Friday, 26 December 2014
Radio Ranch (1940)
Phantom Empire was a twelve part serial released in 1935. It was the first starring role for Gene Autry. Autry would go on to enjoy a 20-year career of playing himself on screens large and small alike. I mean 'playing himself' quite literally: of his 99 acting credits on IMDB, I spotted only one where his role had a name other than his own.
Now it happens that Autry was also the original 'singing cowboy', a Hollywood phenomenon I have never previously understood, and which - after finally seeing Autry in action - I still don't.
This film is a cut-down version of the serial, and is sometimes also found under the title Men With Steel Faces. Autry stars as a ranch owner who also runs a regular 'wild west radio show' with the help of his friends and a bunch of local kids who call themselves the 'Junior Thunder Riders'. The show seems to be pretty popular, though it seems Autry is really bad at negotiating contracts. As the film will tell us several times, if he ever fails to perform a live show, he will lose both his radio gig and the ranch.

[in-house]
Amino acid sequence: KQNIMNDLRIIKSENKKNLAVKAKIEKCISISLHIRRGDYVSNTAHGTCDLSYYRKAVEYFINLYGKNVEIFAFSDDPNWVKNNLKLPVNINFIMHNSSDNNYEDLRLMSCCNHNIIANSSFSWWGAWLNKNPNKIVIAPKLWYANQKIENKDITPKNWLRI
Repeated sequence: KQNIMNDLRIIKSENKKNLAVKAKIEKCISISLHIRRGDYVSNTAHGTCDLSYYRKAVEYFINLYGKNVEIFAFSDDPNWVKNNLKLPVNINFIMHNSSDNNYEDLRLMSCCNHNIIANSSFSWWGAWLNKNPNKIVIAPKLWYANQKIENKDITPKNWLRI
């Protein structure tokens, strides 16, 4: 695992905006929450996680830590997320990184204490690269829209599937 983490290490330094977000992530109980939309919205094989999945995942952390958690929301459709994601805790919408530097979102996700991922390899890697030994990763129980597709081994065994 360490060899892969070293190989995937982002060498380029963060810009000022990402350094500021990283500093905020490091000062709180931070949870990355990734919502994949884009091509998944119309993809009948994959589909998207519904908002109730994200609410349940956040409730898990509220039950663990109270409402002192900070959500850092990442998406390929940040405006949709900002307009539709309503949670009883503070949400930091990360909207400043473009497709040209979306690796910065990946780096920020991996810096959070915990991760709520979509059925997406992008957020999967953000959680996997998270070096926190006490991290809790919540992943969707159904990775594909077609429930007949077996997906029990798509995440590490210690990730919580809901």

Not that there is any risk of him missing a show, of course. I mean, it's not like there is a secret subterranean civilisation nearby, whose Queen wants him dead, or anything.
Oh wait ...
Yes indeed, the secretive Munarians lurk below nearby 'Thunder Valley'. Their Queen is deeply concerned by Autry's success and the fact it might bring other people to the area, so she wants him dead. Because you know, a popular star vanishing overnight would attract no attention whatsoever.
Autry's life will also be complicated by unscrupulous treasure hunters who are looking for the Munarians. But he does at least have his buddies and the kids to back him up. I'm sure that will help when he's locked in the Death Room. Or possibly the Room of Death. The Queen seems fuzzy on the name.
This is a very light and silly bit of froth, galloping along as fast as the horses that naturally enough play a big role. Much like Purple Death From Outer Space a few days ago, I enjoyed watching it (though frankly I could have done with less singing from Autry: he wasn't especially good at it, as far as I could tell). Of course, also like Purple Death, I suspect that if you care about things like "acting", or "scripts that make sense", you won't appreciate it quite so much.
Now if you'll excuse me, I must dash - if I don't get back in time I'll lose the show and the ranch!